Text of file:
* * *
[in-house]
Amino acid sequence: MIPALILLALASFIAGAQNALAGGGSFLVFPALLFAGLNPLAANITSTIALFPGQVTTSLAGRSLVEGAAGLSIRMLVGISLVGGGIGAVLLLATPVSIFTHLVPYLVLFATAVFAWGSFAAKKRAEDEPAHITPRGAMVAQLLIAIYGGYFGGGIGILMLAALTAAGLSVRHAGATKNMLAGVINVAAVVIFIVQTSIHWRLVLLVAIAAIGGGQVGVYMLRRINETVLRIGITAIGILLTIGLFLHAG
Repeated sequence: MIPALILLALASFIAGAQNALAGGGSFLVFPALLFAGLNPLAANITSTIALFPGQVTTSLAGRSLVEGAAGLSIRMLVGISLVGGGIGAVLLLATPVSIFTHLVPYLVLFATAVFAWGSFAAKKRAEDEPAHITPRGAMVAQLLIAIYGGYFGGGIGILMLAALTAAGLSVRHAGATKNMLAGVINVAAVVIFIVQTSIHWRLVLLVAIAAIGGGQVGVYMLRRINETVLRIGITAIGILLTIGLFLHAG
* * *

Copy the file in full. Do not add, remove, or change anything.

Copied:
[in-house]
Amino acid sequence: MIPALILLALASFIAGAQNALAGGGSFLVFPALLFAGLNPLAANITSTIALFPGQVTTSLAGRSLVEGAAGLSIRMLVGISLVGGGIGAVLLLATPVSIFTHLVPYLVLFATAVFAWGSFAAKKRAEDEPAHITPRGAMVAQLLIAIYGGYFGGGIGILMLAALTAAGLSVRHAGATKNMLAGVINVAAVVIFIVQTSIHWRLVLLVAIAAIGGGQVGVYMLRRINETVLRIGITAIGILLTIGLFLHAG
Repeated sequence: MIPALILLALASFIAGAQNALAGGGSFLVFPALLFAGLNPLAANITSTIALFPGQVTTSLAGRSLVEGAAGLSIRMLVGISLVGGGIGAVLLLATPVSIFTHLVPYLVLFATAVFAWGSFAAKKRAEDEPAHITPRGAMVAQLLIAIYGGYFGGGIGILMLAALTAAGLSVRHAGATKNMLAGVINVAAVVIFIVQTSIHWRLVLLVAIAAIGGGQVGVYMLRRINETVLRIGITAIGILLTIGLFLHAG